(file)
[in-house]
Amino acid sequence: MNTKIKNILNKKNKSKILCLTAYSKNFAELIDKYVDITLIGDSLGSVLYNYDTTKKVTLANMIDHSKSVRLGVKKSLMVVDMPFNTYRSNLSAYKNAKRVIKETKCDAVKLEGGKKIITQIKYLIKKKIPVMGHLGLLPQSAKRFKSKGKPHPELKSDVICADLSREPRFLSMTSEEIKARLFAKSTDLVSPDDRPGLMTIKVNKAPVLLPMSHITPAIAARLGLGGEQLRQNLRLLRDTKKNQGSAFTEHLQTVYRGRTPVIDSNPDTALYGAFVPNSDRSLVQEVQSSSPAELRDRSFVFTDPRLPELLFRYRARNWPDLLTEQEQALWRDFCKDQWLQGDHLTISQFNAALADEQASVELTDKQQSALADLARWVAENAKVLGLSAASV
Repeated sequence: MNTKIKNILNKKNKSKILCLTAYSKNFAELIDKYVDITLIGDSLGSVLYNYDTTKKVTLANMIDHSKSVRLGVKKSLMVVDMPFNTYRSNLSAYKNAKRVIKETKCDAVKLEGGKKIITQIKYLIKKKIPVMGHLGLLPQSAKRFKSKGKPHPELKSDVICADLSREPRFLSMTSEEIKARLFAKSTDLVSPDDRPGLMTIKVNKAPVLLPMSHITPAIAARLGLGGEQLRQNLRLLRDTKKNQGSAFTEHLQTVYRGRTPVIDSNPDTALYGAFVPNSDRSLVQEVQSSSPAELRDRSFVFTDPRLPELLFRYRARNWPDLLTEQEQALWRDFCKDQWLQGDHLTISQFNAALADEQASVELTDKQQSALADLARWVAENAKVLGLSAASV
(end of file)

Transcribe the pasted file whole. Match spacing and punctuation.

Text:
[in-house]
Amino acid sequence: MNTKIKNILNKKNKSKILCLTAYSKNFAELIDKYVDITLIGDSLGSVLYNYDTTKKVTLANMIDHSKSVRLGVKKSLMVVDMPFNTYRSNLSAYKNAKRVIKETKCDAVKLEGGKKIITQIKYLIKKKIPVMGHLGLLPQSAKRFKSKGKPHPELKSDVICADLSREPRFLSMTSEEIKARLFAKSTDLVSPDDRPGLMTIKVNKAPVLLPMSHITPAIAARLGLGGEQLRQNLRLLRDTKKNQGSAFTEHLQTVYRGRTPVIDSNPDTALYGAFVPNSDRSLVQEVQSSSPAELRDRSFVFTDPRLPELLFRYRARNWPDLLTEQEQALWRDFCKDQWLQGDHLTISQFNAALADEQASVELTDKQQSALADLARWVAENAKVLGLSAASV
Repeated sequence: MNTKIKNILNKKNKSKILCLTAYSKNFAELIDKYVDITLIGDSLGSVLYNYDTTKKVTLANMIDHSKSVRLGVKKSLMVVDMPFNTYRSNLSAYKNAKRVIKETKCDAVKLEGGKKIITQIKYLIKKKIPVMGHLGLLPQSAKRFKSKGKPHPELKSDVICADLSREPRFLSMTSEEIKARLFAKSTDLVSPDDRPGLMTIKVNKAPVLLPMSHITPAIAARLGLGGEQLRQNLRLLRDTKKNQGSAFTEHLQTVYRGRTPVIDSNPDTALYGAFVPNSDRSLVQEVQSSSPAELRDRSFVFTDPRLPELLFRYRARNWPDLLTEQEQALWRDFCKDQWLQGDHLTISQFNAALADEQASVELTDKQQSALADLARWVAENAKVLGLSAASV